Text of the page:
Here is an interesting analysis in Maclean’s magazine discussing the Canadian housing situation with respect to the continual call for a bubble-namely that housing prices will drop precipitously at some point or another. The problem with all these analyses There is, however, a problem with many of these analyses. Case in point that there are some institutional […]
A recent report in the Globe & Mail highlights the lending practices with respect to foreign buyers of Canadian real estate. Reading this article is very disturbing. It claims that there is an unwritten bias towards high net worth foreigners who can qualify for mortgages that Canadians would not qualify for. The underwriting guidelines are […]
After much posturing, the Bank of Canada has finally acknowledged that we are coming into an era of slower growth. If there is anything surprising about this it’s the fact that it has taken the BofC so long to acknowledge what everyone on the street already knows, that Candian economic growth is no longer a […]
I was riding the subway in Toronto today. There were two guys standing around talking about the Toronto and Vancouver real estate markets, and about how easy it is to make money in real estate. I have learned one thing over the years when people are standing around talking about how easy it is to make money in real estate, the game is over.
John Kenneth Galbraith was a well-known economist in the 70s and 80s and wrote a large number of books in his chosen field of Economics. One of his relatively short books is the one mentioned above.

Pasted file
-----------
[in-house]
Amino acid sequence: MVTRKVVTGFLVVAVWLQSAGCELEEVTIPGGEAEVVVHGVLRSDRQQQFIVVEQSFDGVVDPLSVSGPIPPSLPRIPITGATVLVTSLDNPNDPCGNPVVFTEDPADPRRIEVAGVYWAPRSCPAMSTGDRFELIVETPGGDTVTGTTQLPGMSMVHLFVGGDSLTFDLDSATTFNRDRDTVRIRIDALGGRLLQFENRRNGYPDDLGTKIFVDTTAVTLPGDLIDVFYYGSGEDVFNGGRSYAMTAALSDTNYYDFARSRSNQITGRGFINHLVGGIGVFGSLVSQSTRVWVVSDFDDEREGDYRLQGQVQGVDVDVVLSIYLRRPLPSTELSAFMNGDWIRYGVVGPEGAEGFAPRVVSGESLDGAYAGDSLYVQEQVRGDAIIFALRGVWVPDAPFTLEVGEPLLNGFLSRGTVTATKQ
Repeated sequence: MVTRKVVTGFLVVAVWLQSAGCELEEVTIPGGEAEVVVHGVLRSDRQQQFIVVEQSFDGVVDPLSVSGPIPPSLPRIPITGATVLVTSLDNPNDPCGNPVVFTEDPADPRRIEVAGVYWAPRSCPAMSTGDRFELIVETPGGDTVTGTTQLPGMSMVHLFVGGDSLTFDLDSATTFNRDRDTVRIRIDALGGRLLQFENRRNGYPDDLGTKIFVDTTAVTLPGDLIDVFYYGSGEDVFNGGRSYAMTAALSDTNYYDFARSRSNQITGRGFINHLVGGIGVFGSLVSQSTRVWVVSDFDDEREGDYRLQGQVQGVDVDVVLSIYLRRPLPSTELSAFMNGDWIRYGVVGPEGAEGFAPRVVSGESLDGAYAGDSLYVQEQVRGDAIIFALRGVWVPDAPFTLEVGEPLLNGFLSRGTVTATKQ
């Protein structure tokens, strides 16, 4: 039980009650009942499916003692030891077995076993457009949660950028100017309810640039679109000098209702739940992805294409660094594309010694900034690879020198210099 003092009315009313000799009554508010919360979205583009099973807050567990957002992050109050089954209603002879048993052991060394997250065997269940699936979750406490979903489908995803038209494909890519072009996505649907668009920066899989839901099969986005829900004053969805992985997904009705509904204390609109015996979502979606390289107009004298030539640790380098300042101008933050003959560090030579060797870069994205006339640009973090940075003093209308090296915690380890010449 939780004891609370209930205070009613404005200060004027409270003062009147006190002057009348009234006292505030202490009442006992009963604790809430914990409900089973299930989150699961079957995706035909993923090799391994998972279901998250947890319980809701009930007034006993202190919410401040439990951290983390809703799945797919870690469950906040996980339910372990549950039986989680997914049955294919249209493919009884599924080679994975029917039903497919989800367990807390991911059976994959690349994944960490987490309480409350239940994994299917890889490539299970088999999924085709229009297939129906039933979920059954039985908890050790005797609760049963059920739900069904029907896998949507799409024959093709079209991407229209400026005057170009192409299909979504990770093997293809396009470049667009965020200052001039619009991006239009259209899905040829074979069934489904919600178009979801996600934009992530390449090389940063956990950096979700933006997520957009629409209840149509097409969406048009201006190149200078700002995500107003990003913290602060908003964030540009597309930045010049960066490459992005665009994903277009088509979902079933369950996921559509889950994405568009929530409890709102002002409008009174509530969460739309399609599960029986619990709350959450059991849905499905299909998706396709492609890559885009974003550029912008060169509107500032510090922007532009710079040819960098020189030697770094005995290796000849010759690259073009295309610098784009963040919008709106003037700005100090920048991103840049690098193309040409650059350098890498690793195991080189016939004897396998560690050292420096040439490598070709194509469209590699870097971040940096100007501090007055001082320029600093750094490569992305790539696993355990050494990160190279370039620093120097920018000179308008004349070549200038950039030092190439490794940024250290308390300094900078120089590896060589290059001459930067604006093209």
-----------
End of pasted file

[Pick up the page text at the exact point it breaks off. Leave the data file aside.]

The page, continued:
The book is well worth reading as it is a concise discussion of financial euphoria. The concluding paragraph of the book is well worth repeating:
No one concluding an essay such as this can expect to escape the questions: When will come the next great speculative episode, and on what venue will it recur – real estate, securities markets, art, antique automobiles? To these there are no answers; no one knows, and anyone who presumes to answer does not know what he doesn’t know. But one thing is certain: there will be another of these episodes and yet more beyond. Fools, as it has long been said, are indeed separated, soon or eventually, from their money. So, alas, are those who, responding to a mood of optimism, are captured by a sense of their own financial acumen. Thus it has been for centuries; thus in the long future it will also be.
And so it goes in the current market euphoria. This time, it’s different, the market will continue to defy gravity and keep on going up.
It’s very interesting. This article that appeared in the Globe & Mail summarizes the current economic situation in Canada: Canada’s a real estate nation, just waiting for a crash. Canada has moved from being a somewhat industrialized nation to a nation that is now more than somewhat dependent on real estate for its economic well-being. […]
Here is an interview with an analyst at National Bank Financial. The interesting thing about this interview is how the analyst, Peter Routledge, manages to add little to the discussion. If you listen to him you’ll see. Housing prices will drop if they drop and housing prices will go up if they go up. This is […]
Taiwan’s, and in particular, Taipei’s housing prices have increased at rates which made Toronto and Vancouver’s price increases seem anemic. The government introduced a luxury tax of 15% a few years ago (sound familiar?). The luxury tax had unintended consequences on the Taipei real estate market and created distortions in housing prices. Here is an article […]